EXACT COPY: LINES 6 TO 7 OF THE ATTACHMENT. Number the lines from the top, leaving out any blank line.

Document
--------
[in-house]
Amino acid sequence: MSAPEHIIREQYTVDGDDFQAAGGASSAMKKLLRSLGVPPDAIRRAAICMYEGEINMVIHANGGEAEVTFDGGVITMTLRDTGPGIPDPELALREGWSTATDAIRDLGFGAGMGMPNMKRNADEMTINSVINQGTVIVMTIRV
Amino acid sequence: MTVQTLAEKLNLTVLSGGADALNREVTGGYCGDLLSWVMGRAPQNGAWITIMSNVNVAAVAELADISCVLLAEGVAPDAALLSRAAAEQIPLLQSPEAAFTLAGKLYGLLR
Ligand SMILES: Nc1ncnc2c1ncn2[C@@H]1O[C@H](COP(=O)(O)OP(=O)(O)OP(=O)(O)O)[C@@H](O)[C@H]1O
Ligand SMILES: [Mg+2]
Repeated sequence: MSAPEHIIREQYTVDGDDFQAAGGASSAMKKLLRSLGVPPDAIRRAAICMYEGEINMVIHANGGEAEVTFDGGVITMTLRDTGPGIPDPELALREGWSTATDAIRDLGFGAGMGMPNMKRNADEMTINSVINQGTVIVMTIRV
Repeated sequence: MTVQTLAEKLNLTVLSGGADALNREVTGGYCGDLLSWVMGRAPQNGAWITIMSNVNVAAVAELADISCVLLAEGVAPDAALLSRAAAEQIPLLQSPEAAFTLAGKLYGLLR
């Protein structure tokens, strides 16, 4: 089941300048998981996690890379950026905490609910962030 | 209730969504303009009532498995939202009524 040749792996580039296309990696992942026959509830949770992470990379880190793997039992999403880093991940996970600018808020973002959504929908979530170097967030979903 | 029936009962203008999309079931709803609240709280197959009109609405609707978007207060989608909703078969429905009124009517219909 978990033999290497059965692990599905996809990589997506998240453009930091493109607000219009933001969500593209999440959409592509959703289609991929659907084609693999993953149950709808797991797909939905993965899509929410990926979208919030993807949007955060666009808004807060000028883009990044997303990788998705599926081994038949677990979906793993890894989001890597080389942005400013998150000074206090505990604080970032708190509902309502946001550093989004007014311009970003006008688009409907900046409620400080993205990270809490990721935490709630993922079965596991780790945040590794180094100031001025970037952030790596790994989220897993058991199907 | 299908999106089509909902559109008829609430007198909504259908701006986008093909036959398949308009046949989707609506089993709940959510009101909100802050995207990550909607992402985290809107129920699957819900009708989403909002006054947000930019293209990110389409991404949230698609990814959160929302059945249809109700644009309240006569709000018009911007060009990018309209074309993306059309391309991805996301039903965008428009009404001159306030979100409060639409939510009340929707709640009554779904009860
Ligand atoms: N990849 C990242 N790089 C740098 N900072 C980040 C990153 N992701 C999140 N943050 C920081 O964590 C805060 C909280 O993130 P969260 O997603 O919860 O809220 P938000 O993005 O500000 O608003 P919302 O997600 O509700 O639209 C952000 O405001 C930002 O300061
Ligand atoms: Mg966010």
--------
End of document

Repeated sequence: MSAPEHIIREQYTVDGDDFQAAGGASSAMKKLLRSLGVPPDAIRRAAICMYEGEINMVIHANGGEAEVTFDGGVITMTLRDTGPGIPDPELALREGWSTATDAIRDLGFGAGMGMPNMKRNADEMTINSVINQGTVIVMTIRV
Repeated sequence: MTVQTLAEKLNLTVLSGGADALNREVTGGYCGDLLSWVMGRAPQNGAWITIMSNVNVAAVAELADISCVLLAEGVAPDAALLSRAAAEQIPLLQSPEAAFTLAGKLYGLLR